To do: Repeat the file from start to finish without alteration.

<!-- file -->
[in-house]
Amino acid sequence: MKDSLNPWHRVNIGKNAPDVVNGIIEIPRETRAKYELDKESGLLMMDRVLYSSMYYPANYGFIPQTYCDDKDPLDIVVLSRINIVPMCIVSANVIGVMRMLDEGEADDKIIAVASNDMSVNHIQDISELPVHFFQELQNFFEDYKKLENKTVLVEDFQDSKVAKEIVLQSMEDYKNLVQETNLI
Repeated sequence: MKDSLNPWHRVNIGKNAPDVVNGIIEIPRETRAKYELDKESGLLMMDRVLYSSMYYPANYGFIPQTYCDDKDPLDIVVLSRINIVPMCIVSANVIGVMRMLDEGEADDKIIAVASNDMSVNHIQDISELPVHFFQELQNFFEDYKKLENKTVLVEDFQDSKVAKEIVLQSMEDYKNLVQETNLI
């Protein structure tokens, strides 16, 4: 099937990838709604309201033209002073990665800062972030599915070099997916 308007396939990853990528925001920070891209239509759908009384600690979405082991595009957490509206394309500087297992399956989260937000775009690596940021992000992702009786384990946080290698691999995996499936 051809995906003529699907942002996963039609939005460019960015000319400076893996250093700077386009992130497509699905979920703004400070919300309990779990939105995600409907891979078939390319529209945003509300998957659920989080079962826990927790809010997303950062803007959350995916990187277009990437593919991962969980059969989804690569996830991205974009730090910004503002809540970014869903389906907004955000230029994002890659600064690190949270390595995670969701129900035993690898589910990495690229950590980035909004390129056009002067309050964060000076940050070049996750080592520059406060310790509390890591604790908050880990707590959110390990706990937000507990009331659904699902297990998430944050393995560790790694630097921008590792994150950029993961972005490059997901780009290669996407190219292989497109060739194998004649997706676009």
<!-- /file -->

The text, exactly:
[in-house]
Amino acid sequence: MKDSLNPWHRVNIGKNAPDVVNGIIEIPRETRAKYELDKESGLLMMDRVLYSSMYYPANYGFIPQTYCDDKDPLDIVVLSRINIVPMCIVSANVIGVMRMLDEGEADDKIIAVASNDMSVNHIQDISELPVHFFQELQNFFEDYKKLENKTVLVEDFQDSKVAKEIVLQSMEDYKNLVQETNLI
Repeated sequence: MKDSLNPWHRVNIGKNAPDVVNGIIEIPRETRAKYELDKESGLLMMDRVLYSSMYYPANYGFIPQTYCDDKDPLDIVVLSRINIVPMCIVSANVIGVMRMLDEGEADDKIIAVASNDMSVNHIQDISELPVHFFQELQNFFEDYKKLENKTVLVEDFQDSKVAKEIVLQSMEDYKNLVQETNLI
């Protein structure tokens, strides 16, 4: 099937990838709604309201033209002073990665800062972030599915070099997916 308007396939990853990528925001920070891209239509759908009384600690979405082991595009957490509206394309500087297992399956989260937000775009690596940021992000992702009786384990946080290698691999995996499936 051809995906003529699907942002996963039609939005460019960015000319400076893996250093700077386009992130497509699905979920703004400070919300309990779990939105995600409907891979078939390319529209945003509300998957659920989080079962826990927790809010997303950062803007959350995916990187277009990437593919991962969980059969989804690569996830991205974009730090910004503002809540970014869903389906907004955000230029994002890659600064690190949270390595995670969701129900035993690898589910990495690229950590980035909004390129056009002067309050964060000076940050070049996750080592520059406060310790509390890591604790908050880990707590959110390990706990937000507990009331659904699902297990998430944050393995560790790694630097921008590792994150950029993961972005490059997901780009290669996407190219292989497109060739194998004649997706676009």